Posts Tagged: Episcopal

Summer 2015 Newsletter

As ESC welcomes our 2015-16 class of corps members, we look back at 2014-15 and beyond. Click here or on each page below to read ESC’s Summer 2015 newsletter!

Why I Love Communion (& other things I never thought I’d say)

Erin Cowles, LEVN: Lutheran Episcopal Volunteer Network, 2012-13

Coming to my LEVN year with little to no experience in liturgical worship, I knew that this year would challenge my preconceptions. I was looking forward to these challenges. In fact, these challenges were the very reason I had chosen to immerse myself in the unfamiliarity of the Lutheran and Episcopal traditions. Having just recently had one of the most dry and difficult spiritual periods of my life, I looked forward to liturgy as a means of experiencing God differently. This year, I hoped, would be a year of rejuvenation. Perhaps I could find within this liturgical tradition a healing of sorts, a peace that I had as of yet failed to find anywhere else…

Read the rest of Erin’s post on the LEVN blog here.

Reflecting on my EUIP Experience

Sanchez Chrysalis, Episcopal Urban Intern Program, 2012-13

This year has been a great learning experience for me with building relationships with individuals of different cultural backgrounds than myself, learning what I like and dislike when it comes to me connecting with God on a spiritual level, and all while gaining work experience in the career field I’m most interested in.

[In many cases this year I have extended my family, because I have created several new brothers and sisters through different interactions, some are more strong then others, but needless to say they are all great.  Some of the greatest memories I have that I will never forget are getting caught in a female dominated conversation with my roommates being the only guy in the house, partying with my “partners in crime” at the Hollywood house, having great potluck dinners, traveling all the way to Inglewood, and 2-stepping with my fellow Detroiter in the program.  These are just to name a few and there is so many more.]

http://www.jubileeconsortium.org/reflecting-on-my-euip-experience/

The End: Change, Vulnerability, and Julian of Norwich

Rosa Todaro, The Julian Year 2012-13

This year, living in community forced me to be vulnerable. There wasn’t much I could hide from my housemates—I couldn’t even hide the fact that I was hiding. A few months into the year, my housemate Nate flat out told me I never talk about myself. It frustrated me at first to hear this, but his comment ended up being a wonderful and essential realization for me. My housemates and I grew closer by acknowledging our imperfections and troubles. Together, we shared each other’s pains and joys. We saw each other at our worst and best, and ultimately it’s this that helped us become so close. This year, I realized vulnerability is not synonymous with weakness (I didn’t make this up, don’t quote me, go click on “TED talk” above and watch the TED talk).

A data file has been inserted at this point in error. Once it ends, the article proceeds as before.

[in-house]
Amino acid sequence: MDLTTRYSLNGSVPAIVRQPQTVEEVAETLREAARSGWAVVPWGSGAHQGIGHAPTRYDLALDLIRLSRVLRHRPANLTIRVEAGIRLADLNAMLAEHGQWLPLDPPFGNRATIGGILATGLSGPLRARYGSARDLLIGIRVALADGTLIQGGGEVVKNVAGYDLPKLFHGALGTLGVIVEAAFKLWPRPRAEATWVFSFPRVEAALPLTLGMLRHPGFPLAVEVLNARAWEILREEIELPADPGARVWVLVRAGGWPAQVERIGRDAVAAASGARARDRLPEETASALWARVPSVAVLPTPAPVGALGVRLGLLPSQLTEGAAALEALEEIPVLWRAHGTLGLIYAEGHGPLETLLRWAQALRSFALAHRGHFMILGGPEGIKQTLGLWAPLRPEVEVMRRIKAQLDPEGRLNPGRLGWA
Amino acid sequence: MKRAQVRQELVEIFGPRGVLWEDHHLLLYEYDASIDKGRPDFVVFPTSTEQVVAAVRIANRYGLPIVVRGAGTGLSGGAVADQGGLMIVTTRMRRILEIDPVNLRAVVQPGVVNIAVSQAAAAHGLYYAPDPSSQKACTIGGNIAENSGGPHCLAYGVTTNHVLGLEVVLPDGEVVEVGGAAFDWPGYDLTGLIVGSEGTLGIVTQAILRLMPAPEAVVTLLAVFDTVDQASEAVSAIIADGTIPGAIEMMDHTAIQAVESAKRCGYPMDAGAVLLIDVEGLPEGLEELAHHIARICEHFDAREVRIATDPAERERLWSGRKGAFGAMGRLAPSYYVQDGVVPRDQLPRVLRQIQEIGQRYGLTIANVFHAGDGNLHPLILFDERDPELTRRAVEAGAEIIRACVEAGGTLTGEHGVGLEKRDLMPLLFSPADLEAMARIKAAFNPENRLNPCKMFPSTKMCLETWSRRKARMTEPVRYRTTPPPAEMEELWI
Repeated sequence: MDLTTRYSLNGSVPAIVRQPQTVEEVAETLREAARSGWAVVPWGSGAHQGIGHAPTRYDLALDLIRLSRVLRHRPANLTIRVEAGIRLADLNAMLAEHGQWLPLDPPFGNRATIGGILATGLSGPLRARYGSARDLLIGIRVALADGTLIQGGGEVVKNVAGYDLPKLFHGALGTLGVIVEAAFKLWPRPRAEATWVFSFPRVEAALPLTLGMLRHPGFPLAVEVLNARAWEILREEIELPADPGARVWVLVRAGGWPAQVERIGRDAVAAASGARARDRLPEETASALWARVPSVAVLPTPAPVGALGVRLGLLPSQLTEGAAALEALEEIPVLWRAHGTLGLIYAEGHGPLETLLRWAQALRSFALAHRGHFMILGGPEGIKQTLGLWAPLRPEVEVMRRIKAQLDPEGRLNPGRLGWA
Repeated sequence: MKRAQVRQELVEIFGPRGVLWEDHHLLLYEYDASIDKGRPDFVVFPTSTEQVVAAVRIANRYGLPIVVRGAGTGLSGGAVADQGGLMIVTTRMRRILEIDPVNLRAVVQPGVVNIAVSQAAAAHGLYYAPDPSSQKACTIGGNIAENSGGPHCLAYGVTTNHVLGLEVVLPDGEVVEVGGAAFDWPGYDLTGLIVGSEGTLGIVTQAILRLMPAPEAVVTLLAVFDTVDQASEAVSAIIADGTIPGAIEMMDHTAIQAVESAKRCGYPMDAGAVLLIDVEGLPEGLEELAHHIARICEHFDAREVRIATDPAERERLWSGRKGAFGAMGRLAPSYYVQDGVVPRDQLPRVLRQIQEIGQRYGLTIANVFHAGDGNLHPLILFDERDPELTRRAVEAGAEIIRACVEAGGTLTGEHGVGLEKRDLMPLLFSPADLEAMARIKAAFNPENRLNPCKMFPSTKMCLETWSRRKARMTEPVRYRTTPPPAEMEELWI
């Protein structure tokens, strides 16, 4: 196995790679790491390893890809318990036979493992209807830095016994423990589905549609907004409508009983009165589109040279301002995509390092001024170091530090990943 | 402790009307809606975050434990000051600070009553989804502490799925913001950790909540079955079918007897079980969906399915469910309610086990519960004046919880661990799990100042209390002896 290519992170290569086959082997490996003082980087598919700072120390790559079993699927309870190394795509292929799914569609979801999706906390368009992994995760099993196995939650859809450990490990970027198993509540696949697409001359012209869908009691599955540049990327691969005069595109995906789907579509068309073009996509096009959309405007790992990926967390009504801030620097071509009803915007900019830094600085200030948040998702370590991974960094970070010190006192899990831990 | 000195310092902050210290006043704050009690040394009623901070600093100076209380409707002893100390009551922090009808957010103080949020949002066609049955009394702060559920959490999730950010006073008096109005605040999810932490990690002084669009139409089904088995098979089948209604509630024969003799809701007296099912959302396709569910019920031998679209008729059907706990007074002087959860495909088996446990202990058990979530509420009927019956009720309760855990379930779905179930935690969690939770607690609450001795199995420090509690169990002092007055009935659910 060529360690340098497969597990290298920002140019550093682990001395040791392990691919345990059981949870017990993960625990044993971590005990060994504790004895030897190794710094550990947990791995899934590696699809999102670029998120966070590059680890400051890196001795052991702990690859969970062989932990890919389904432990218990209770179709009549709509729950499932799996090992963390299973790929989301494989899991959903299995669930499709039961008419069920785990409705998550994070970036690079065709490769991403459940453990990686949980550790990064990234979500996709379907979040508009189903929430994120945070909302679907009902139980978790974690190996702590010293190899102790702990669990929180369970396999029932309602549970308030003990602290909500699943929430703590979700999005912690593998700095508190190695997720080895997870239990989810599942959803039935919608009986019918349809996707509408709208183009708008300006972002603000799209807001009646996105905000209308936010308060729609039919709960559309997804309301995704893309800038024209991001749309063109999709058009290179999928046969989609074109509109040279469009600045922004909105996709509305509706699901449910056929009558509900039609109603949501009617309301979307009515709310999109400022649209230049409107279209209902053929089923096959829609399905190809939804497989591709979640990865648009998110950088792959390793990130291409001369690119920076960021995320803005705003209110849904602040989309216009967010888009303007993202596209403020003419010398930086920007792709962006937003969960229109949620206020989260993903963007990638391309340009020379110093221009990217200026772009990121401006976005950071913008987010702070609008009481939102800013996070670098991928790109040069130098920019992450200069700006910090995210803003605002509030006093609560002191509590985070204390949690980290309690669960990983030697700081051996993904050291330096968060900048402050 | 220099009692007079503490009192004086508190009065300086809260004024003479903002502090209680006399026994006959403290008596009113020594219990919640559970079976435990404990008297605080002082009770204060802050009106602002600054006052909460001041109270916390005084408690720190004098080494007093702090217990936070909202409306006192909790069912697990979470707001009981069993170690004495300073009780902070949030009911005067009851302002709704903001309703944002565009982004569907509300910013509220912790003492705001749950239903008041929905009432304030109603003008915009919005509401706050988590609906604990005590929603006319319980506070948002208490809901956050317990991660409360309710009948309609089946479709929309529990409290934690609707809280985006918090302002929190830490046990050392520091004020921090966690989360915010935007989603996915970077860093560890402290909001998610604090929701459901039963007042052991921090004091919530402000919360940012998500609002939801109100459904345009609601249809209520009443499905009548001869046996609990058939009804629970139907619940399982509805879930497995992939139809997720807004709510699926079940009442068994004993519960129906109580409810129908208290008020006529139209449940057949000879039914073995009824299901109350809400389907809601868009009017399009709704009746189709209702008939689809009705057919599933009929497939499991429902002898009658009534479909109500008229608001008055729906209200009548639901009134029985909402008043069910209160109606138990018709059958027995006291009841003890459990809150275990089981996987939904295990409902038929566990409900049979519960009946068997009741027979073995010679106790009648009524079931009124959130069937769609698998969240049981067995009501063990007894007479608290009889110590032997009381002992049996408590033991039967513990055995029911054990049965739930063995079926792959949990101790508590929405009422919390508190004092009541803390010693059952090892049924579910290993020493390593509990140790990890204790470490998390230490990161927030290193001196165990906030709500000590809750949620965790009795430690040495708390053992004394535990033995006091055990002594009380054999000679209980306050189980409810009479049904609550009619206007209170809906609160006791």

http://newyorkerinchicagoland.wordpress.com/2013/08/07/the-end-change-vulnerability-and-julian-of-no…

Room

JoBeth Hamon, The Julian Year 2012-13

My theology has changed – I’ve spent a lot of time in the recent past, determined to figure out what I believe and where I fit into the life of faith and the church. This year, I’ve taken breaks from church services, been involved with a small group, and explored spirituality with my program. Eventually, I realized I needed to give myself some room to breath in matters related to my faith (mostly through the encouragement of others around me) and that has been one of the best things about this year. I feel so much more comfortable with the ambiguity and uncertainty of my beliefs. I’m okay with not needing to have definitions and outlines for exactly who I am and what I believe (after all, I’m only 23). Instead, I’m encouraged in having language and structures that can order the way I walk through life with other people, fuel my passion for justice, and replenish me when I’m running on empty.

I’ve encountered God in other people this year – not books, or lectures, or papers – but in the faces of my roommates, program director, co-workers, clients, and friends. What had